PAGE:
Whether that request is expedited to the doctor depends on the case, Garcia said.

“The doctor may be in that day or they may be in the next day. If it’s an emergency, then the nursing staff calls the doctor,” Garcia said.

“The doctor might have been off that day” isn’t a reassuring answer to why a person who is at the mercy of the county was denied a medication that was previously determined to be necessary, which he formally requested he receive, and which—based on the fact that he died shortly after he was taken off of the drug—seems to have been important to his health. 

Neither of those stories is as strange as the story of Jerry Hartfield, though, who was convicted in 1977 of murdering Eunice Job Lowe. Hartfield—who has an IQ in the fifties—was sentenced to death, but the Texas Court of Criminal Appeals overturned his conviction three years later. What happened to Lowe, no doubt, was horrible, but Hartfield isn’t convicted of the murder, which makes the 33 years he’s spent in prison since it occurred seem strange. 

When Hartfield’s conviction was overturned, he should have received a new trial—but according to an editorial arguing his case in the Dallas Morning News, neither Hartfield’s attorneys nor the state actually sought that trial. Hartfield wasn’t entirely forgotten: then-Governor Mark White commuted his sentence to life in prison, which is an odd thing to do when someone isn’t convicted of the crime and thus has no sentence to commute (a finding that the Court of Criminal Appeals agreed upon last year). After decades in limbo, new attorneys for Hartfield sought his release—and last week, a state judge denied that petition, calling instead for that new trial 33 years after it should have been ordered. That’s something the paper finds baffling:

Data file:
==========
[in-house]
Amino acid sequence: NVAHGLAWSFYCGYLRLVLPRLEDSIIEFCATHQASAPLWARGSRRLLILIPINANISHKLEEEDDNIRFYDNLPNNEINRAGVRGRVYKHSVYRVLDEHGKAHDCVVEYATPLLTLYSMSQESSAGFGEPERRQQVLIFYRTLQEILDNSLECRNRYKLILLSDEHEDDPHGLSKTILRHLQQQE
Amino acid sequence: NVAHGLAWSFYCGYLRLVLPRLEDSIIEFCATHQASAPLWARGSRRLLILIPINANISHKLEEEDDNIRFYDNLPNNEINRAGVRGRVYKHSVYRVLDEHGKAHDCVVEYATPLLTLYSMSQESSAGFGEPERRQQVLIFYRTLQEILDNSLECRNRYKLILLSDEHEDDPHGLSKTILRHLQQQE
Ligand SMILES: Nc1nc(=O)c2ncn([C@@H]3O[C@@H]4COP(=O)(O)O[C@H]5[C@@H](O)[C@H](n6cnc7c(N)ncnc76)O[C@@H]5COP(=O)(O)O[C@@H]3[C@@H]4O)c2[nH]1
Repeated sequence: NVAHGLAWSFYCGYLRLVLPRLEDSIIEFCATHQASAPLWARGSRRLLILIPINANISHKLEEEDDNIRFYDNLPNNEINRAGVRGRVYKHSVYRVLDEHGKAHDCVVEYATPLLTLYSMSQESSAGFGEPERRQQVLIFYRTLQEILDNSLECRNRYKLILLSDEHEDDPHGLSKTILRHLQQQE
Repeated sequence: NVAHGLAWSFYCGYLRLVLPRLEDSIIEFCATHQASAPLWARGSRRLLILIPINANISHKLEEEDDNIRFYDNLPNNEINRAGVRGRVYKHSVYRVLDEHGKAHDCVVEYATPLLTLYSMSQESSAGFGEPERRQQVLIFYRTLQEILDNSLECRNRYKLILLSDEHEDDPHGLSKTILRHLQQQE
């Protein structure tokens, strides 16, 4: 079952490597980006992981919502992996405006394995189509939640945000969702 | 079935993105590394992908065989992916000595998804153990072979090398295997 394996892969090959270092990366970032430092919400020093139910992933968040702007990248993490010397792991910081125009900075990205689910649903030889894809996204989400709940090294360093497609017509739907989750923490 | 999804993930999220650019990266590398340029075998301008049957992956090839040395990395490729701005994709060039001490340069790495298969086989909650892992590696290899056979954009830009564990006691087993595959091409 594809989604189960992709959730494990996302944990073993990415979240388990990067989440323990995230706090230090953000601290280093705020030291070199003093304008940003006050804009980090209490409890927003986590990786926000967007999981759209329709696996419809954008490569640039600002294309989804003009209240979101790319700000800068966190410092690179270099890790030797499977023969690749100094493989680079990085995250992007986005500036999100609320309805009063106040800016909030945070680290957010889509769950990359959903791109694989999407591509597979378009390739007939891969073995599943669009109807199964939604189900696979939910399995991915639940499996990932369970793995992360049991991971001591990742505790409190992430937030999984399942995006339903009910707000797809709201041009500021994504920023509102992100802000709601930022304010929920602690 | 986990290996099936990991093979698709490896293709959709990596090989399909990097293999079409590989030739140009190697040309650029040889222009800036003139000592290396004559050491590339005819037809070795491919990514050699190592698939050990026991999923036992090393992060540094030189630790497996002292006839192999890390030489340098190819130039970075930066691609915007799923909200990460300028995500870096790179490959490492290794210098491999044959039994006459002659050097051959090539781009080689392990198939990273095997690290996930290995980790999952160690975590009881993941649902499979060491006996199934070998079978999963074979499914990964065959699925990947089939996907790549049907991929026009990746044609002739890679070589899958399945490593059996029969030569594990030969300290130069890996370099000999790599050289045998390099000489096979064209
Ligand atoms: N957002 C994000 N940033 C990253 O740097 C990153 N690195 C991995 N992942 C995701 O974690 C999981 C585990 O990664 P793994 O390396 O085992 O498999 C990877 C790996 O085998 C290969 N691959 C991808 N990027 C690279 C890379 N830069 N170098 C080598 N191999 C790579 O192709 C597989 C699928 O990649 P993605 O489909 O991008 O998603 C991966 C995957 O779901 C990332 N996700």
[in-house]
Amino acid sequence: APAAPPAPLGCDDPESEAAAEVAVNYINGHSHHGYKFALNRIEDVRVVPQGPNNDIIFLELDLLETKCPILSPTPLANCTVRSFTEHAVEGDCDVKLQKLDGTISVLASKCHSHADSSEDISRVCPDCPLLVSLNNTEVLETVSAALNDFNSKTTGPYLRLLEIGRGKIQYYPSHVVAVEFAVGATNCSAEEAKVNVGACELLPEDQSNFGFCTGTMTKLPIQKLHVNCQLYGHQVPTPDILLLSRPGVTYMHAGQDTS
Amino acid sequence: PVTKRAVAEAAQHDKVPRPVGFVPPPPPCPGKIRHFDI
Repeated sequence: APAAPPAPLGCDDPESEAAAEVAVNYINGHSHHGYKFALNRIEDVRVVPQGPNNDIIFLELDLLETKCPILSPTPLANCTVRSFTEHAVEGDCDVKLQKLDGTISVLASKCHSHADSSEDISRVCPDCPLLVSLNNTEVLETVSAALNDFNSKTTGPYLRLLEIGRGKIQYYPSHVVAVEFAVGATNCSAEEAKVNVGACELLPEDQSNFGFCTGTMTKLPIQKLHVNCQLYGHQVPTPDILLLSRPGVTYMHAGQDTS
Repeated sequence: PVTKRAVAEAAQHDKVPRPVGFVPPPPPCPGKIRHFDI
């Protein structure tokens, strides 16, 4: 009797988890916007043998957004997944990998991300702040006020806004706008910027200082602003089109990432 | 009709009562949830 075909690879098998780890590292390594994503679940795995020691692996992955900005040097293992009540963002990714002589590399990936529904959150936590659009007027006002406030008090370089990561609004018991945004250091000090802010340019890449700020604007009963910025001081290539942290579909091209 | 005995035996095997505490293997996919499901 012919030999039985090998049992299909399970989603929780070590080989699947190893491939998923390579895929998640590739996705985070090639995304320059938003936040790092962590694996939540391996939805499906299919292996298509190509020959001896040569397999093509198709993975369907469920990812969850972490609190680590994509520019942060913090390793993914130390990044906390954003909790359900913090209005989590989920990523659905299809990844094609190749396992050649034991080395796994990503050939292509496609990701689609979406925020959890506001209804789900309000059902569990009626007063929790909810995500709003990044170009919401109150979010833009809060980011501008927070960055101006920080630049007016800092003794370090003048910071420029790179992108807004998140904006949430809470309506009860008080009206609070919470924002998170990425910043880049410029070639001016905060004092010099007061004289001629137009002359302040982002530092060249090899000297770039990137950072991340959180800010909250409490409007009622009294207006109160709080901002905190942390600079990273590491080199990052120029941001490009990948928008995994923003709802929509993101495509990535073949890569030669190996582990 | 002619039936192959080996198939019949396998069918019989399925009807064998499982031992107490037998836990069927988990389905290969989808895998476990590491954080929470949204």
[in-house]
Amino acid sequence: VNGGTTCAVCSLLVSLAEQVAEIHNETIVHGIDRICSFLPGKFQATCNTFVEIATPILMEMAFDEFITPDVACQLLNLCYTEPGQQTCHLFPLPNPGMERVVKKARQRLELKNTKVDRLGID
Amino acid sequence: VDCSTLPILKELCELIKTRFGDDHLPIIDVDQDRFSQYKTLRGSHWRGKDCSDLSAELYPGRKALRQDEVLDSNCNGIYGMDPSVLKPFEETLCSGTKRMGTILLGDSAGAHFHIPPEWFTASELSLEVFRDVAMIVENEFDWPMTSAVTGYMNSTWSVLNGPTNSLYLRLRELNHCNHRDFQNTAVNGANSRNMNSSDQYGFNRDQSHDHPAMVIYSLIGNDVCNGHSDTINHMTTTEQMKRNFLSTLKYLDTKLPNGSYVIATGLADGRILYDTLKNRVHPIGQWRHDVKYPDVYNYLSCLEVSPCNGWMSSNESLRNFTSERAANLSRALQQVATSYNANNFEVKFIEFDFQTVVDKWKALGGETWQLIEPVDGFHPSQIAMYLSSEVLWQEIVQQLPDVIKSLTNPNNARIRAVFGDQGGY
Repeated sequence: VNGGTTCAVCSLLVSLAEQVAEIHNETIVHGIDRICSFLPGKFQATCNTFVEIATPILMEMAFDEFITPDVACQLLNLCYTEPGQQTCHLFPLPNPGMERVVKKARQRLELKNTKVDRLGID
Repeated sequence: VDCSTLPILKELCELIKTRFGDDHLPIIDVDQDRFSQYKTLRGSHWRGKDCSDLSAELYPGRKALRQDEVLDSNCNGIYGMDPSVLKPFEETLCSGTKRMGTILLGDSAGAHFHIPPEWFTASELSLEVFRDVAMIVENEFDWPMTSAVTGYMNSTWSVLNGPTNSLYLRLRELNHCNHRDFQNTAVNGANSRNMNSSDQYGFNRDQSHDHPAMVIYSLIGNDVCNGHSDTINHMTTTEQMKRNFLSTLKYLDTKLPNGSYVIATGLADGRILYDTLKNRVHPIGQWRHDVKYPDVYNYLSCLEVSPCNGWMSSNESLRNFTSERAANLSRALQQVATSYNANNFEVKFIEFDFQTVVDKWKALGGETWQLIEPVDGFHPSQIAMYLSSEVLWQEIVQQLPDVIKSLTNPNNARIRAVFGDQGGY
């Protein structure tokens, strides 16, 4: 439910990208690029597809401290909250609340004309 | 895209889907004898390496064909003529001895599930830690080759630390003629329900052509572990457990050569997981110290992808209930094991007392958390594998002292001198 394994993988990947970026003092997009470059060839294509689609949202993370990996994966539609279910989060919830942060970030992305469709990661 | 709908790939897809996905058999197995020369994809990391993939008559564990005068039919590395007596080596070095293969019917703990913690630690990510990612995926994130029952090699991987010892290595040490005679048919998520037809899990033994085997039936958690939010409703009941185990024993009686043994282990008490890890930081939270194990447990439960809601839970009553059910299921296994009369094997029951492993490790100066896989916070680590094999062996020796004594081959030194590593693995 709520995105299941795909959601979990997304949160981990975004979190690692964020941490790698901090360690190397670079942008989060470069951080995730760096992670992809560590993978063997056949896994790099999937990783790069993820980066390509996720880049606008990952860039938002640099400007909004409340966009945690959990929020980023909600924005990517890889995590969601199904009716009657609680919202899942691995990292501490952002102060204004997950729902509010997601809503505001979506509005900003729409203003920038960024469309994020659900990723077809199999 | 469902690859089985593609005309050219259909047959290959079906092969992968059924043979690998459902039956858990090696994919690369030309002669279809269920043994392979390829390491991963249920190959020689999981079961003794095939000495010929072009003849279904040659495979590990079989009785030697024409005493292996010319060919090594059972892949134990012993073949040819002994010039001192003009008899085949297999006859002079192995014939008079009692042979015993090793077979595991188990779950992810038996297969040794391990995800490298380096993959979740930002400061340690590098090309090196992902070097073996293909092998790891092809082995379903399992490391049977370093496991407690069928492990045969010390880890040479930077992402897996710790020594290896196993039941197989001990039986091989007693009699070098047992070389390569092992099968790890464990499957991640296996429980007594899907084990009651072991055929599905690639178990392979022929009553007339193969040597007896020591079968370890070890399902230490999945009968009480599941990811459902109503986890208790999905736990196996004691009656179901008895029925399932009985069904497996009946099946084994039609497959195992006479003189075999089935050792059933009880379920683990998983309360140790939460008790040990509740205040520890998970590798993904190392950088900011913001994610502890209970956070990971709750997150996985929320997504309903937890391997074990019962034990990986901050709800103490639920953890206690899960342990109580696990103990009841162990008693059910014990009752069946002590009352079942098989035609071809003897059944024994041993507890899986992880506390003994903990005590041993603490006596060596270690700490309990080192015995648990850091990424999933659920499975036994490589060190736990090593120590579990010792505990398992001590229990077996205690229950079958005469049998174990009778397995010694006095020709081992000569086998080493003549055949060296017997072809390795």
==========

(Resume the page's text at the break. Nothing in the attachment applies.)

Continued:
Hartfield’s appellate lawyer now argues — and who could disagree? — that his right to a speedy trial has been grossly violated, he suffered prolonged incarceration and he should be freed. The district attorney’s contemptible response: Hartfield “failed to proffer any evidence he wanted a speedy trial during this period.” Please. The lapses are nauseating enough without that nonsense.

Different attorneys are now preparing for a new trial, despite skepticism that a fair trial is possible. Key evidence is missing, including the murder weapon, and witnesses have died.

Suggesting that a man with an IQ in the fifties should have been able to assert his right to a new trial while the state failed to properly handle his case places a burden on Hartfield that it’s hard to believe he’s capable of meeting, regardless of how the new trial, whenever it occurs, actually goes. 

All of these stories represent a fairly broad example of the ways that the system in Texas—from the county jails in the border to TDCJ to even the Governor’s office of decades ago—are failing on some pretty big levels. When we talk about criminal justice reform, a week like this is a reminder of why it’s necessary. 

(Image via Flickr.)